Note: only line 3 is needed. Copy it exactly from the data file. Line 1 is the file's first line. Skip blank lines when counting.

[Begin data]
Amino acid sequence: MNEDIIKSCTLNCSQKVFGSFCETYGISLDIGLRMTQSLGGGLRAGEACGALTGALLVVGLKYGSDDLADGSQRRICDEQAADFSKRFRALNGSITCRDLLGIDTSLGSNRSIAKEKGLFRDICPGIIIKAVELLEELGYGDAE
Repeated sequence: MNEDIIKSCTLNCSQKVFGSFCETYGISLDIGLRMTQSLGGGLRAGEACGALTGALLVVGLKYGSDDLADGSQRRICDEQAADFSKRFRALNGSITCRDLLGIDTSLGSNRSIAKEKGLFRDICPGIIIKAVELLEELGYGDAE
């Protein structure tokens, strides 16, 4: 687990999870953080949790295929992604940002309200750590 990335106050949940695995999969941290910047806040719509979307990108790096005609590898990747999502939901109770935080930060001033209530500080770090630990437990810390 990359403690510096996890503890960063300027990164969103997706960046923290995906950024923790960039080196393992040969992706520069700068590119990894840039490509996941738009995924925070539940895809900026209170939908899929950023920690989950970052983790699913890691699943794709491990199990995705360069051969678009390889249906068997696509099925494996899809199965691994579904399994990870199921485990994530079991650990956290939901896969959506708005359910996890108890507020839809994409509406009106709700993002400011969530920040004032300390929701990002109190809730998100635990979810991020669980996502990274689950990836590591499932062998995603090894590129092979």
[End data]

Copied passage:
């Protein structure tokens, strides 16, 4: 687990999870953080949790295929992604940002309200750590 990335106050949940695995999969941290910047806040719509979307990108790096005609590898990747999502939901109770935080930060001033209530500080770090630990437990810390 990359403690510096996890503890960063300027990164969103997706960046923290995906950024923790960039080196393992040969992706520069700068590119990894840039490509996941738009995924925070539940895809900026209170939908899929950023920690989950970052983790699913890691699943794709491990199990995705360069051969678009390889249906068997696509099925494996899809199965691994579904399994990870199921485990994530079991650990956290939901896969959506708005359910996890108890507020839809994409509406009106709700993002400011969530920040004032300390929701990002109190809730998100635990979810991020669980996502990274689950990836590591499932062998995603090894590129092979």